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Differences in Fertility Behavior and Uncertainty: An Economic Theory of the Minority Status Hypothesis

  • Bastien CHABE-FERRET


    (UNIVERSITE CATHOLIQUE DE LOUVAIN, IMMAQ, Institut de Recherches Economiques et Sociales (IRES))



    (UNIVERSITE CATHOLIQUE DE LOUVAIN, IMMAQ, Institut de Recherches Economiques et Sociales (IRES) and Universita degli studi di Bologna)

We revisit the question of why fertility behaviors and educational decisions appear to vary systematically across ethnic groups. We assess the possibility that fertility differentials across groups remain even though their socio-economic characteristics are similar. More specifically, we consider that parents' fertility decisions are affected by the uncertainty concerning the future economic status of their off-spring. We assume that this uncertainty varies across groups and is linked to the size of the group one belongs to. The transition path gives support to the minority status hypothesis according to which minority members usually have a higher fertility facing low potential for social mobility but may in some instances strategically decrease their fertility.

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Paper provided by Université catholique de Louvain, Institut de Recherches Economiques et Sociales (IRES) in its series Discussion Papers (IRES - Institut de Recherches Economiques et Sociales) with number 2011005.

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Length: 32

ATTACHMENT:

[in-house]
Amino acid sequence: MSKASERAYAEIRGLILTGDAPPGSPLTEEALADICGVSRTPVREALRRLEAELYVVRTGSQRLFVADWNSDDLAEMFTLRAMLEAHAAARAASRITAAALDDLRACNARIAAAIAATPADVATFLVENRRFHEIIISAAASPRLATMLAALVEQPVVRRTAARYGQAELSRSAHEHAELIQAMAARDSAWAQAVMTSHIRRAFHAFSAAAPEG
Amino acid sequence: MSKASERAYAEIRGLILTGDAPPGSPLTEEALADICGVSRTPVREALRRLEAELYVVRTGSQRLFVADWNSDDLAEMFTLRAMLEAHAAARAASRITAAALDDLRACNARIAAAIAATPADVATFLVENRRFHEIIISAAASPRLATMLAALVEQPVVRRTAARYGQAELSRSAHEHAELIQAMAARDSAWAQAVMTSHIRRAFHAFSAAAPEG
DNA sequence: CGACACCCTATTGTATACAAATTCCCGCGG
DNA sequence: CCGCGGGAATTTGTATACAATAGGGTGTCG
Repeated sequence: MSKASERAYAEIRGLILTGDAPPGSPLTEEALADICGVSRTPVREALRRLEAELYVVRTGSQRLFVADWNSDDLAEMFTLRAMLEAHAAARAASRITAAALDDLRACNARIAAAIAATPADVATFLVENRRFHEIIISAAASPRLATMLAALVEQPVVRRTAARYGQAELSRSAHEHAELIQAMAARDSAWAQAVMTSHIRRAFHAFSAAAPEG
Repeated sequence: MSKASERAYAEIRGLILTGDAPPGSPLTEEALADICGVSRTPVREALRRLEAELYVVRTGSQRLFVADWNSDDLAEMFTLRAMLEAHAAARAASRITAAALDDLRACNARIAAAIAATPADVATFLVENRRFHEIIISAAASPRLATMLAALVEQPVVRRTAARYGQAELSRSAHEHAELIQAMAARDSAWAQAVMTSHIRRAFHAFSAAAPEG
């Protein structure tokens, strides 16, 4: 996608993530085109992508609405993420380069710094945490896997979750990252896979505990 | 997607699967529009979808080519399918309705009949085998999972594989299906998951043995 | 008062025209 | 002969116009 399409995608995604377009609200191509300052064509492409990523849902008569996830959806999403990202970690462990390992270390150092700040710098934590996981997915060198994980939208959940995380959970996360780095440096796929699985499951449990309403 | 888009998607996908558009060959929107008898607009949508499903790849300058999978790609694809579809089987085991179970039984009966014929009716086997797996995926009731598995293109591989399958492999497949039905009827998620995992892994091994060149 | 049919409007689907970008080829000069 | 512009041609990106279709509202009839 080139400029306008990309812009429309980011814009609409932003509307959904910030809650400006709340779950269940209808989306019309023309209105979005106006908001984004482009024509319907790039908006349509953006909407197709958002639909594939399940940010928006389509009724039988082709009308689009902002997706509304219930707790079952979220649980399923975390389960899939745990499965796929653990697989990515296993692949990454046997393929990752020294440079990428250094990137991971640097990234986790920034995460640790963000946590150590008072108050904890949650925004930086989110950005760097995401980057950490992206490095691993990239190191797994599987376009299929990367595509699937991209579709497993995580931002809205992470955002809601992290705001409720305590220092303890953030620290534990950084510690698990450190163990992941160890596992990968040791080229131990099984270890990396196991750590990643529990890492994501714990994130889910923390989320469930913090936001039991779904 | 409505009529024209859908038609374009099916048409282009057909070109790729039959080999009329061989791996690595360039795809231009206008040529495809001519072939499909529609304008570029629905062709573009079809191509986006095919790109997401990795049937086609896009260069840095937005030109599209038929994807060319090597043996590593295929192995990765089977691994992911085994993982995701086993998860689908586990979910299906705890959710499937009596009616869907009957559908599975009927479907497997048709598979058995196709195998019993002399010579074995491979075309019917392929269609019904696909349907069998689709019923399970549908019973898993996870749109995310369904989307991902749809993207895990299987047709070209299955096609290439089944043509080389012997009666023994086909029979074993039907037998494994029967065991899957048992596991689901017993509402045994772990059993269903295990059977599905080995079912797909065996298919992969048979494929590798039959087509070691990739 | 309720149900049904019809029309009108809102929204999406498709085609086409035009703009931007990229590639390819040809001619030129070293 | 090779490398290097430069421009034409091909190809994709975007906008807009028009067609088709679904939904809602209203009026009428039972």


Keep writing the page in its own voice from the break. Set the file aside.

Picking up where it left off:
Date of creation: 14 Feb 2011
Date of revision: 12 Dec 2011
Handle: RePEc:ctl:louvir:2011005
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  1. George Hondroyiannis, 2010. "Fertility Determinants and Economic Uncertainty: An Assessment Using European Panel Data," Journal of Family and Economic Issues, Springer, vol. 31(1), pages 33-50, March.
  2. de la CROIX, David & DOEPKE, Matthias, 2002. "Public versus private education when differential fertility matters," CORE Discussion Papers 2002022, Université catholique de Louvain, Center for Operations Research and Econometrics (CORE).
  3. Alberto Bisin & Thierry Verdier, 2000. ""Beyond The Melting Pot": Cultural Transmission, Marriage, And The Evolution Of Ethnic And Religious Traits," The Quarterly Journal of Economics, MIT Press, vol. 115(3), pages 955-988, August.
  4. Kalemli-Ozcan, Sebnem, 2003. "A stochastic model of mortality, fertility, and human capital investment," Journal of Development Economics, Elsevier, vol. 70(1), pages 103-118, February.
  5. DE LA CROIX, David & DOEPKE, Matthias, . "Inequality and growth: why differential fertility matters," CORE Discussion Papers RP 1676, Université catholique de Louvain, Center for Operations Research and Econometrics (CORE).
  6. Matthias Doepke, 2002. "Child Mortality and Fertility Decline: Does the Barro-Becker Model Fit the Facts?," UCLA Economics Working Papers 824, UCLA Department of Economics.
  7. Miles S. Kimball, 1989. "Precautionary Saving in the Small and in the Large," NBER Working Papers 2848, National Bureau of Economic Research, Inc.
  8. Neal, Derek A & Johnson, William R, 1996. "The Role of Premarket Factors in Black-White Wage Differences," Journal of Political Economy, University of Chicago Press, vol. 104(5), pages 869-95, October.
  9. Lang, Kevin, 1986. "A Language Theory of Discrimination," The Quarterly Journal of Economics, MIT Press, vol. 101(2), pages 363-82, May.
  10. Robert Haveman & Barbara Wolfe, 1995. "The Determinants of Children's Attainments: A Review of Methods and Findings," Journal of Economic Literature, American Economic Association, vol. 33(4), pages 1829-1878, December.
  11. Simon, Curtis J & Warner, John T, 1992. "Matchmaker, Matchmaker: The Effect of Old Boy Networks on Job Match Quality, Earnings, and Tenure," Journal of Labor Economics, University of Chicago Press, vol. 10(3), pages 306-30, July.
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